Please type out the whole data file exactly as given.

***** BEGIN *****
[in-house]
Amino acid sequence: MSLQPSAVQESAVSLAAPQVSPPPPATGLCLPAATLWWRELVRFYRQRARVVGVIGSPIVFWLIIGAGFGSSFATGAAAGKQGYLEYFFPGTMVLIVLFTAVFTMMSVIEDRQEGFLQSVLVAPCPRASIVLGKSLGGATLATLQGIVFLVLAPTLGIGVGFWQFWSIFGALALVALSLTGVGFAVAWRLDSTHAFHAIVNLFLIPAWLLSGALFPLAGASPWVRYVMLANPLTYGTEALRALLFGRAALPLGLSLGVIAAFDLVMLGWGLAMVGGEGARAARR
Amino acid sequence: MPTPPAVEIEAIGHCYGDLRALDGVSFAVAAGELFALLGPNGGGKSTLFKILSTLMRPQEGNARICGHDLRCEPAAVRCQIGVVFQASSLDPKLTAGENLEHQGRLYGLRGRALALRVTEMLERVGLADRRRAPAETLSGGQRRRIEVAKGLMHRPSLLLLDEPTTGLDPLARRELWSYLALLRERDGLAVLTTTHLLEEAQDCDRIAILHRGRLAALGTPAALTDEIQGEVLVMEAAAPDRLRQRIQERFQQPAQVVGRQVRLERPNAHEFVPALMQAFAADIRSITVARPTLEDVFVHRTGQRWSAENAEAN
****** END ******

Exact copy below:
[in-house]
Amino acid sequence: MSLQPSAVQESAVSLAAPQVSPPPPATGLCLPAATLWWRELVRFYRQRARVVGVIGSPIVFWLIIGAGFGSSFATGAAAGKQGYLEYFFPGTMVLIVLFTAVFTMMSVIEDRQEGFLQSVLVAPCPRASIVLGKSLGGATLATLQGIVFLVLAPTLGIGVGFWQFWSIFGALALVALSLTGVGFAVAWRLDSTHAFHAIVNLFLIPAWLLSGALFPLAGASPWVRYVMLANPLTYGTEALRALLFGRAALPLGLSLGVIAAFDLVMLGWGLAMVGGEGARAARR
Amino acid sequence: MPTPPAVEIEAIGHCYGDLRALDGVSFAVAAGELFALLGPNGGGKSTLFKILSTLMRPQEGNARICGHDLRCEPAAVRCQIGVVFQASSLDPKLTAGENLEHQGRLYGLRGRALALRVTEMLERVGLADRRRAPAETLSGGQRRRIEVAKGLMHRPSLLLLDEPTTGLDPLARRELWSYLALLRERDGLAVLTTTHLLEEAQDCDRIAILHRGRLAALGTPAALTDEIQGEVLVMEAAAPDRLRQRIQERFQQPAQVVGRQVRLERPNAHEFVPALMQAFAADIRSITVARPTLEDVFVHRTGQRWSAENAEAN